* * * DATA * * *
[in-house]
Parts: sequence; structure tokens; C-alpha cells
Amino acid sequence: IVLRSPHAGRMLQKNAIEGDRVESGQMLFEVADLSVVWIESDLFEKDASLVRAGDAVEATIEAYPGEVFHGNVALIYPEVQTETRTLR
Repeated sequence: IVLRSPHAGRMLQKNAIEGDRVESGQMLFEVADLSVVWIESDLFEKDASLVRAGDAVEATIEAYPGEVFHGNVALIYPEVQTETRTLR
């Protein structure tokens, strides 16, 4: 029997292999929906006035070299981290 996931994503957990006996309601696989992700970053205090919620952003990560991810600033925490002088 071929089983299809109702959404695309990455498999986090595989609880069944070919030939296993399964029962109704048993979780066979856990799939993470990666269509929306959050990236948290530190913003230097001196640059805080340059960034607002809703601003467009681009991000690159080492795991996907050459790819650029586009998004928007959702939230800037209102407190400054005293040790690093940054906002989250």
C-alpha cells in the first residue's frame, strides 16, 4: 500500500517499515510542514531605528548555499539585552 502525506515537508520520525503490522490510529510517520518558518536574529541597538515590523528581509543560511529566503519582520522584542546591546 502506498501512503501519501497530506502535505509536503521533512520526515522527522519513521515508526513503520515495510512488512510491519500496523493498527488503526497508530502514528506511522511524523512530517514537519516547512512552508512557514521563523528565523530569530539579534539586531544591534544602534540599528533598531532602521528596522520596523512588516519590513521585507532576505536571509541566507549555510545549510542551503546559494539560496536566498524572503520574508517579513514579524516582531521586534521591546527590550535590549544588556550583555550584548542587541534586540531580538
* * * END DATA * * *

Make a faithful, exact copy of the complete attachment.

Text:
[in-house]
Parts: sequence; structure tokens; C-alpha cells
Amino acid sequence: IVLRSPHAGRMLQKNAIEGDRVESGQMLFEVADLSVVWIESDLFEKDASLVRAGDAVEATIEAYPGEVFHGNVALIYPEVQTETRTLR
Repeated sequence: IVLRSPHAGRMLQKNAIEGDRVESGQMLFEVADLSVVWIESDLFEKDASLVRAGDAVEATIEAYPGEVFHGNVALIYPEVQTETRTLR
């Protein structure tokens, strides 16, 4: 029997292999929906006035070299981290 996931994503957990006996309601696989992700970053205090919620952003990560991810600033925490002088 071929089983299809109702959404695309990455498999986090595989609880069944070919030939296993399964029962109704048993979780066979856990799939993470990666269509929306959050990236948290530190913003230097001196640059805080340059960034607002809703601003467009681009991000690159080492795991996907050459790819650029586009998004928007959702939230800037209102407190400054005293040790690093940054906002989250």
C-alpha cells in the first residue's frame, strides 16, 4: 500500500517499515510542514531605528548555499539585552 502525506515537508520520525503490522490510529510517520518558518536574529541597538515590523528581509543560511529566503519582520522584542546591546 502506498501512503501519501497530506502535505509536503521533512520526515522527522519513521515508526513503520515495510512488512510491519500496523493498527488503526497508530502514528506511522511524523512530517514537519516547512512552508512557514521563523528565523530569530539579534539586531544591534544602534540599528533598531532602521528596522520596523512588516519590513521585507532576505536571509541566507549555510545549510542551503546559494539560496536566498524572503520574508517579513514579524516582531521586534521591546527590550535590549544588556550583555550584548542587541534586540531580538